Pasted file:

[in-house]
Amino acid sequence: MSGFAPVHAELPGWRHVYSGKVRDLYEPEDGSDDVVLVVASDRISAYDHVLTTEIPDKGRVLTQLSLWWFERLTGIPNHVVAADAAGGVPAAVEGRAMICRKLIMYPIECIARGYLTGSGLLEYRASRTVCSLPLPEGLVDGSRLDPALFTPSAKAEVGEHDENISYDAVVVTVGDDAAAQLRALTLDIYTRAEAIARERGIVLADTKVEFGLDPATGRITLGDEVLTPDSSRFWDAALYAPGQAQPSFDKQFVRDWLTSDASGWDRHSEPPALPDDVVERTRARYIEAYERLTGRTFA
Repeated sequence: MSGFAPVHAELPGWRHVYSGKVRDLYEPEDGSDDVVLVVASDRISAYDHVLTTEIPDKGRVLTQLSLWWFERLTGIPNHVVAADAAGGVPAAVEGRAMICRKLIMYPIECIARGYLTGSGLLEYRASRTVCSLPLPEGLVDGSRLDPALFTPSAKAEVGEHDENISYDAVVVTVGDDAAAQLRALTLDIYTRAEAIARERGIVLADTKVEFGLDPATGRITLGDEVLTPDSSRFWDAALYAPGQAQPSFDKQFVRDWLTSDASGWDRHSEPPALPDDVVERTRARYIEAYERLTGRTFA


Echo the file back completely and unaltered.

[in-house]
Amino acid sequence: MSGFAPVHAELPGWRHVYSGKVRDLYEPEDGSDDVVLVVASDRISAYDHVLTTEIPDKGRVLTQLSLWWFERLTGIPNHVVAADAAGGVPAAVEGRAMICRKLIMYPIECIARGYLTGSGLLEYRASRTVCSLPLPEGLVDGSRLDPALFTPSAKAEVGEHDENISYDAVVVTVGDDAAAQLRALTLDIYTRAEAIARERGIVLADTKVEFGLDPATGRITLGDEVLTPDSSRFWDAALYAPGQAQPSFDKQFVRDWLTSDASGWDRHSEPPALPDDVVERTRARYIEAYERLTGRTFA
Repeated sequence: MSGFAPVHAELPGWRHVYSGKVRDLYEPEDGSDDVVLVVASDRISAYDHVLTTEIPDKGRVLTQLSLWWFERLTGIPNHVVAADAAGGVPAAVEGRAMICRKLIMYPIECIARGYLTGSGLLEYRASRTVCSLPLPEGLVDGSRLDPALFTPSAKAEVGEHDENISYDAVVVTVGDDAAAQLRALTLDIYTRAEAIARERGIVLADTKVEFGLDPATGRITLGDEVLTPDSSRFWDAALYAPGQAQPSFDKQFVRDWLTSDASGWDRHSEPPALPDDVVERTRARYIEAYERLTGRTFA